So­phis­ti­ca­tion and il­lu­sion

The Jewish Chronicle - - COMMENT - Oliver Kamm

NOR­MAN FINKEL­STEIN, THE Amer­i­can far-left ac­tivist, was in­ter­viewed a cou­ple of months ago on Al-Jazeera’s Head to Head. I was one of the pun­dits cross-ex­am­in­ing him. We didn’t get on. I crit­i­cised the qual­ity of his his­to­ri­og­ra­phy and he com­pared me to the dust be­neath his feet. Yet there was one point on which, to some of the au­di­ence’s dis­com­fort, Finkel­stein was co­gent.

This vet­eran anti-Is­rael cam­paigner crit­i­cises the BDS (Boy­cott, Di­vest­ment, Sanc­tions) move­ment. He sup­ports boy­cotts of Is­raeli in­sti­tu­tions as a tac­tic, yet main­tains that a move­ment press­ing for Pales­tinian na­tional rights needs to have unequiv­o­cally just goals in in­ter­na­tional law in order to win pub­lic opinion. These must in­clude recog­ni­tion of Is­rael.

On that point, he’s right. Ar­gu­ing about his­tor­i­cal re­spon­si­bil­ity for the Is­raeli-Pales­tinian con­flict seems to me very much a sec­ond-order ques­tion com­pared with the goal of a two-state so­lu­tion in some­thing ap­prox­i­mat­ing the pre-1967 bor­ders. Among the most dispir­it­ing fea­tures of the de­bate in Europe is how rapidly the po­lit­i­cal left is di­vorc­ing it­self from that stance.

The Times, for which I write, summed this up in a leader col­umn last week. It’s a le­git­i­mate if de­bat­able crit­i­cism that Is­rael has taken too lit­tle care in avoid­ing civil­ian ca­su­al­ties in its mil­i­tary strikes against Ha­mas in Gaza. It’s another mat­ter to com­pare Is­rael to Nazi Ger­many or apartheid South Africa. That’s a calumny with po­ten­tially lethal con­se­quences.

As a Europhile lib­eral, I’m not one to over­stress the dark­ness of mod­ern Euro­pean so­ci­ety. The con­ti­nent has never been freer and more tol­er­ant than it is to­day. In pub­lic de­bates with Me­lanie Phillips, my fel­low JC con­trib­u­tor, I’m like a tape on con­tin­u­ous loop when ar­gu­ing how much more civilised Western so­ci­eties are ow­ing to the so­cial fer­ment of the 1960s.

Yet there’s some­thing atavis­tic and dis­turb­ing in a po­lit­i­cal cul­ture when an im­per­fect democ­racy such as Is­rael is rou­tinely cas­ti­gated as a colo­nial­ist and racist state. It’s com­mon these days on the left to hear com­ments such as those of Alexi Sayle, a comedian, who de­scribed Is­rael as “the Jimmy Sav­ile of na­tion-states” this month.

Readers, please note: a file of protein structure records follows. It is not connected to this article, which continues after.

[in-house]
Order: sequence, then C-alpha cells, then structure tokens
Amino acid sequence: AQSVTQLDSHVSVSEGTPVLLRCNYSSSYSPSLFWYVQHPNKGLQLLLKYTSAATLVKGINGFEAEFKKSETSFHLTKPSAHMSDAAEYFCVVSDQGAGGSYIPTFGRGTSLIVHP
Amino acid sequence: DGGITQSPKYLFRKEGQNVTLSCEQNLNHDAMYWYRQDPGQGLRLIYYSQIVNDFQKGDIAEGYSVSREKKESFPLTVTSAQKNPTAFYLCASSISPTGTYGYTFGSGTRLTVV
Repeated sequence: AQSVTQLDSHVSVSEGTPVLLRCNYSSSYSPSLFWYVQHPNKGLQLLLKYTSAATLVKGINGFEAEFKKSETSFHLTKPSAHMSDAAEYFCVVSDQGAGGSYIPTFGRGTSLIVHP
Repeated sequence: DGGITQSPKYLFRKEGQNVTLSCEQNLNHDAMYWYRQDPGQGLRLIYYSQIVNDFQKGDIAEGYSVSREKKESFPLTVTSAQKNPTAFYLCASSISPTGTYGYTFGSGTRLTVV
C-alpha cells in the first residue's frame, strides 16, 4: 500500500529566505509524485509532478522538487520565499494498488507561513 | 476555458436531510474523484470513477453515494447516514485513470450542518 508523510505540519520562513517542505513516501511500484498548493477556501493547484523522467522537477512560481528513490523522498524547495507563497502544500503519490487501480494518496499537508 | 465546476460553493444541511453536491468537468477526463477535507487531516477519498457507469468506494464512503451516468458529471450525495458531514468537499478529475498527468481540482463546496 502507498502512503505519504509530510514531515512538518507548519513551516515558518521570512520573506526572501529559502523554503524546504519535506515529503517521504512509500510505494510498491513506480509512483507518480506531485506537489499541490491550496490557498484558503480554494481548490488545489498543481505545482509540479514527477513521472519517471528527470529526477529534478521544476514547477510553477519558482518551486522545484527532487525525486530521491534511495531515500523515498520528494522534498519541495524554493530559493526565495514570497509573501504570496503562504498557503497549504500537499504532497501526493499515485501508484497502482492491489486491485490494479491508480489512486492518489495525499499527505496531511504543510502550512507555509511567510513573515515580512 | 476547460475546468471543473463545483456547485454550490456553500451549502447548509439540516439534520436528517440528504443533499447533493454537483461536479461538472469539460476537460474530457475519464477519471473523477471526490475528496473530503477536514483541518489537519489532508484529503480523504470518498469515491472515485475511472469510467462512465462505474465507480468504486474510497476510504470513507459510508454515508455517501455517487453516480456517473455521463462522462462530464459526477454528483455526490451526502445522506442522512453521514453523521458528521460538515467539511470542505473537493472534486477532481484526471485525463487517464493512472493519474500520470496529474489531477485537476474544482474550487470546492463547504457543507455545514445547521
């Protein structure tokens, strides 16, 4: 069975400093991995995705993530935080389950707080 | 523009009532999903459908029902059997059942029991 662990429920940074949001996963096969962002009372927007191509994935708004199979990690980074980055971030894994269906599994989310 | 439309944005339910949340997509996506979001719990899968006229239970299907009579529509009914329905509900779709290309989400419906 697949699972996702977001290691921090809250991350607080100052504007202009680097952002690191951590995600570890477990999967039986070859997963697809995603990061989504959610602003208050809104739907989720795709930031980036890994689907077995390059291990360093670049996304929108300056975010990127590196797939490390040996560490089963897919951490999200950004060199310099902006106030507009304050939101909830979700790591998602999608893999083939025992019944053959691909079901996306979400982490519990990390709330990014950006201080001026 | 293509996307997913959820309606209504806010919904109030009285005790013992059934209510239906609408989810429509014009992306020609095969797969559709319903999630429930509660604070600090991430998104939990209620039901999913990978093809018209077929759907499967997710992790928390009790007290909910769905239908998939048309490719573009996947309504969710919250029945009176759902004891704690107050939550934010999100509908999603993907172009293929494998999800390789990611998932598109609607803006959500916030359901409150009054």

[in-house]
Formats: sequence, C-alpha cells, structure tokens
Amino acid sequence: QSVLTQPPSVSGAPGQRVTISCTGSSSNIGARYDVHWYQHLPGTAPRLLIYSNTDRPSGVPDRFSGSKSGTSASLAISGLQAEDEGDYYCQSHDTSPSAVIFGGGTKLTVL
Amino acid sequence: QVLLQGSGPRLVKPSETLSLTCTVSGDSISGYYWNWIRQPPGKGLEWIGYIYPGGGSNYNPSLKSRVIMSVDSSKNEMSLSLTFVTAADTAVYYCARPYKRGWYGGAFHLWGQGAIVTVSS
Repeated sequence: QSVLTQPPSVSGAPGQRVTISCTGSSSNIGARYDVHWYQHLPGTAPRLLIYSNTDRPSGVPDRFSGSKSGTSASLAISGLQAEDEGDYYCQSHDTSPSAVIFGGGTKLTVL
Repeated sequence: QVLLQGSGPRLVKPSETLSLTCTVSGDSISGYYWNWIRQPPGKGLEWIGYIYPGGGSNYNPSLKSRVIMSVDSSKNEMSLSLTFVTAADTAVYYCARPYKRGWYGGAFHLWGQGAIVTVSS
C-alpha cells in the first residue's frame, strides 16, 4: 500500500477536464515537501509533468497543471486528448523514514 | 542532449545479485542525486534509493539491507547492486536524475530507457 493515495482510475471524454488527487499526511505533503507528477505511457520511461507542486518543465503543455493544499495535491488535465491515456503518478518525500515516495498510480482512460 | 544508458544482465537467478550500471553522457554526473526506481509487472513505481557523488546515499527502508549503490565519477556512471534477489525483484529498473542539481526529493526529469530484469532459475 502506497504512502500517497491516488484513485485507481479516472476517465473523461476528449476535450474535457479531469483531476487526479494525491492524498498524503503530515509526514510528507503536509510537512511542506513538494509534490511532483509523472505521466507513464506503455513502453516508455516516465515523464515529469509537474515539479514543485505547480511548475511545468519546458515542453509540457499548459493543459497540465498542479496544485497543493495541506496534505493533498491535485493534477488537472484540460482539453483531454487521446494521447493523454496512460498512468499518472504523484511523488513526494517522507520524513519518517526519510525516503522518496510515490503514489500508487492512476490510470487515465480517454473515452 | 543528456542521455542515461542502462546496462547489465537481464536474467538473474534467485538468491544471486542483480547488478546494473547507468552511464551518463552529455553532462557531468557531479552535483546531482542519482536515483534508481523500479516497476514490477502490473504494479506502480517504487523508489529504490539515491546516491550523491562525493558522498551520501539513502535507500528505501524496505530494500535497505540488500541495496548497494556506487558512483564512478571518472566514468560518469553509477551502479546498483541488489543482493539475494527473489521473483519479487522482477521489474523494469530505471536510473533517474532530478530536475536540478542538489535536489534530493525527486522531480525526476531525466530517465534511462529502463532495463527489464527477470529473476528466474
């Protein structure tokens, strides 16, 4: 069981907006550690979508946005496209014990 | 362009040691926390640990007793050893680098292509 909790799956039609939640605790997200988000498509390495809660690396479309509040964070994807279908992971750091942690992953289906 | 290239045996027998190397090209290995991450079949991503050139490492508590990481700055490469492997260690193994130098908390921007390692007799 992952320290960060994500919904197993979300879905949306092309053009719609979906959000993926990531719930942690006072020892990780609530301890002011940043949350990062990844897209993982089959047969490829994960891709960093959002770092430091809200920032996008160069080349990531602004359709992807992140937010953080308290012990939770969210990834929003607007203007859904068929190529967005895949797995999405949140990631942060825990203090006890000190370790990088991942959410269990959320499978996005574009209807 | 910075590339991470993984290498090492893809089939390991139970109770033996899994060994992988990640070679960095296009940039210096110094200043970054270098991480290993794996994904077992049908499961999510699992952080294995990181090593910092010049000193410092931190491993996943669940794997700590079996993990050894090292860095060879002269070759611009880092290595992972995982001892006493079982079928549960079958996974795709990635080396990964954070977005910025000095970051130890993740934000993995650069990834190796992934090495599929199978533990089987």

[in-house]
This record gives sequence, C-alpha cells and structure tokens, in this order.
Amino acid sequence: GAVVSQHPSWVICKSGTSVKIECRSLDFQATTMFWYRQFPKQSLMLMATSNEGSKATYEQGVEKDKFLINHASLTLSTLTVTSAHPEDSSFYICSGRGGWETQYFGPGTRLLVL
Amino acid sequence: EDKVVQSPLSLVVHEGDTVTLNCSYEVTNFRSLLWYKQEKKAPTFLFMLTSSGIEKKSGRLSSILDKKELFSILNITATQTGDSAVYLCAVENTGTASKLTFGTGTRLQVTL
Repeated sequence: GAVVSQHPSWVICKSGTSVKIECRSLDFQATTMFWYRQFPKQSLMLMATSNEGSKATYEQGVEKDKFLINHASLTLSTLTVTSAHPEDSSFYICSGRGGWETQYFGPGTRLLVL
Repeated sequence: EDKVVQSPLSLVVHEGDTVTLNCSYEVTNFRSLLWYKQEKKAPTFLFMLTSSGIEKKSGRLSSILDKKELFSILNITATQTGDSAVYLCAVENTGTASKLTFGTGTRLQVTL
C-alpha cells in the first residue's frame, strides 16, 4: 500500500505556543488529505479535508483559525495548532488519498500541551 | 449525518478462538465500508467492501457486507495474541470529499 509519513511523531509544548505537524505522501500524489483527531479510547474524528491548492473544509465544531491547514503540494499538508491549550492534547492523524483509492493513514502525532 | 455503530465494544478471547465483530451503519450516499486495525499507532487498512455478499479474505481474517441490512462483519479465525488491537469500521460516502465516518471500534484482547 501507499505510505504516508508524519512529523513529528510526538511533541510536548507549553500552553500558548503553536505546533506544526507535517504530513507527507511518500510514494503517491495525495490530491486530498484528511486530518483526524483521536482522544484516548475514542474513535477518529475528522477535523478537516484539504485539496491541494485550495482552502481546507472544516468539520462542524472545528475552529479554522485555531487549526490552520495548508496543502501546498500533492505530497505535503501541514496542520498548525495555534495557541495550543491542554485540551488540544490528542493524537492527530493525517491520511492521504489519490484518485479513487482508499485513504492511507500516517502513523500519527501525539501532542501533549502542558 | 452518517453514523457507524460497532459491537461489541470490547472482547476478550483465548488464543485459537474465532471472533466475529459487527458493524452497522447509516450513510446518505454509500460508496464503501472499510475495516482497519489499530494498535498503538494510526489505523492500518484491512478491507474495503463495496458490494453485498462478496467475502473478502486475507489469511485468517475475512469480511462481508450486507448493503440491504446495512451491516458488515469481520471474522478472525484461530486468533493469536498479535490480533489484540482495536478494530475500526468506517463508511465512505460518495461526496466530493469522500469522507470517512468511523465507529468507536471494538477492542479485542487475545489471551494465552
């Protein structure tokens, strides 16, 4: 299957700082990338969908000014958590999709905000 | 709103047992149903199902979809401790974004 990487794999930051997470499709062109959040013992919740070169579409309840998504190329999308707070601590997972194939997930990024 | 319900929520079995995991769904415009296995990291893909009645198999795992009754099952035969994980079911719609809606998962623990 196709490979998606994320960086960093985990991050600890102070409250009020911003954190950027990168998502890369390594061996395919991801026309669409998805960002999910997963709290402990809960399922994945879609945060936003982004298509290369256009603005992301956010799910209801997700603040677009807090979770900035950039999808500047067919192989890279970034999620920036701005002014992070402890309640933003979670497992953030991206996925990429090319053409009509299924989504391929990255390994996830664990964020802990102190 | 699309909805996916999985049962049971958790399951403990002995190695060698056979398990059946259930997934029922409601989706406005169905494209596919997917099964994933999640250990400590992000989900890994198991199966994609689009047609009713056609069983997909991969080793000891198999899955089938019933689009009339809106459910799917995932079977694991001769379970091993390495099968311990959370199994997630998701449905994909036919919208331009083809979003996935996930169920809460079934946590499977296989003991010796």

This sort of in­vec­tive un­for­tu­nately

Europe has never been freer than it is to­day, re­ally

does need to be con­fronted. I do what I can to ar­gue these propo­si­tions.

Is­rael has many faults, in­equal­i­ties and sins. Some were his­tor­i­cally in­escapable, be­cause the Jewish state came into ex­is­tence trag­i­cally late in the great 20th-cen­tury wave of na­tional self-de­ter­mi­na­tion. Yet that is the move­ment that Is­rael be­longs to: its roots are in the in­ter­na­tion­al­ist ide­al­ism es­poused by Pres­i­dent Woodrow Wil­son a cen­tury ago.

It’s a ven­ture that ought to com­mand the sym­pa­thies of lib­er­als and left-wingers. Cru­cially, the state’s founders showed them­selves will­ing to face down and dis­arm their own ex­trem­ists. When there is a sov­er­eign Pales­tine along­side a se­cure Is­rael, that will be a ful­fil­ment of the plu­ral­ism of the Zion­ist ideal, for it will ex­tend na­tional self-de­ter­mi­na­tion.

Sec­u­lar­ism is not as strong as it should be in Is­rael but it is the clos­est thing the Mid­dle East has to the prin­ci­ple that there should be no re­li­gious test for pub­lic of­fice. It’s a cul­ture in which science rather than su­per­sti­tion pre­dom­i­nates.

Myths about the Jews spread even among so­phis­ti­cated po­lit­i­cal thinkers. In her book The Ori­gins of To­tal­i­tar­i­an­ism, Han­nah Arendt pre­pos­ter­ously main­tained that “Ger­man Jews be­longed not to the Ger­man peo­ple, but at most to its bour­geoisie”. It’s a myth that ap­pears to be gath­er­ing mo­men­tum among the po­lit­i­cally so­phis­ti­cated that the Jewish state is a colo­nial­ist en­ter­prise.

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